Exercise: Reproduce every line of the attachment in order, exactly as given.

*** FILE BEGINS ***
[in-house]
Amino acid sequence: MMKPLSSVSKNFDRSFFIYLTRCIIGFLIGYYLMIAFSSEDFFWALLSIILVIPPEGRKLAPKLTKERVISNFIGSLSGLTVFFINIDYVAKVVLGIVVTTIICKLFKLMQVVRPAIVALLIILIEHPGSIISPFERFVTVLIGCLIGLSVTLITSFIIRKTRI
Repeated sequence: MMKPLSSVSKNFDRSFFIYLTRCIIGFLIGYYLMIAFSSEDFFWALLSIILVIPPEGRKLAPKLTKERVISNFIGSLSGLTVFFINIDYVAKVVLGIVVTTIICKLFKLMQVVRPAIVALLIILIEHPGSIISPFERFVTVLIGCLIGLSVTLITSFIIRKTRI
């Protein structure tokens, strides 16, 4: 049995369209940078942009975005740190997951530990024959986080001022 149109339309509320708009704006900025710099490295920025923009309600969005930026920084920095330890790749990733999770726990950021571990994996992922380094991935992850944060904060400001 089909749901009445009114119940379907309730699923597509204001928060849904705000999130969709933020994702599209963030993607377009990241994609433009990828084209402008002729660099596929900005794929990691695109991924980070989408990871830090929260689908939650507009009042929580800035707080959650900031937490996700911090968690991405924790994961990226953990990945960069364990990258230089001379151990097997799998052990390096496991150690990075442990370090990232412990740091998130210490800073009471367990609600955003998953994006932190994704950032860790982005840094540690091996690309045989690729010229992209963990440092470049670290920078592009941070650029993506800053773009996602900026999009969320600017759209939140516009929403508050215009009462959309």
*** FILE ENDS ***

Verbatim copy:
[in-house]
Amino acid sequence: MMKPLSSVSKNFDRSFFIYLTRCIIGFLIGYYLMIAFSSEDFFWALLSIILVIPPEGRKLAPKLTKERVISNFIGSLSGLTVFFINIDYVAKVVLGIVVTTIICKLFKLMQVVRPAIVALLIILIEHPGSIISPFERFVTVLIGCLIGLSVTLITSFIIRKTRI
Repeated sequence: MMKPLSSVSKNFDRSFFIYLTRCIIGFLIGYYLMIAFSSEDFFWALLSIILVIPPEGRKLAPKLTKERVISNFIGSLSGLTVFFINIDYVAKVVLGIVVTTIICKLFKLMQVVRPAIVALLIILIEHPGSIISPFERFVTVLIGCLIGLSVTLITSFIIRKTRI
């Protein structure tokens, strides 16, 4: 049995369209940078942009975005740190997951530990024959986080001022 149109339309509320708009704006900025710099490295920025923009309600969005930026920084920095330890790749990733999770726990950021571990994996992922380094991935992850944060904060400001 089909749901009445009114119940379907309730699923597509204001928060849904705000999130969709933020994702599209963030993607377009990241994609433009990828084209402008002729660099596929900005794929990691695109991924980070989408990871830090929260689908939650507009009042929580800035707080959650900031937490996700911090968690991405924790994961990226953990990945960069364990990258230089001379151990097997799998052990390096496991150690990075442990370090990232412990740091998130210490800073009471367990609600955003998953994006932190994704950032860790982005840094540690091996690309045989690729010229992209963990440092470049670290920078592009941070650029993506800053773009996602900026999009969320600017759209939140516009929403508050215009009462959309």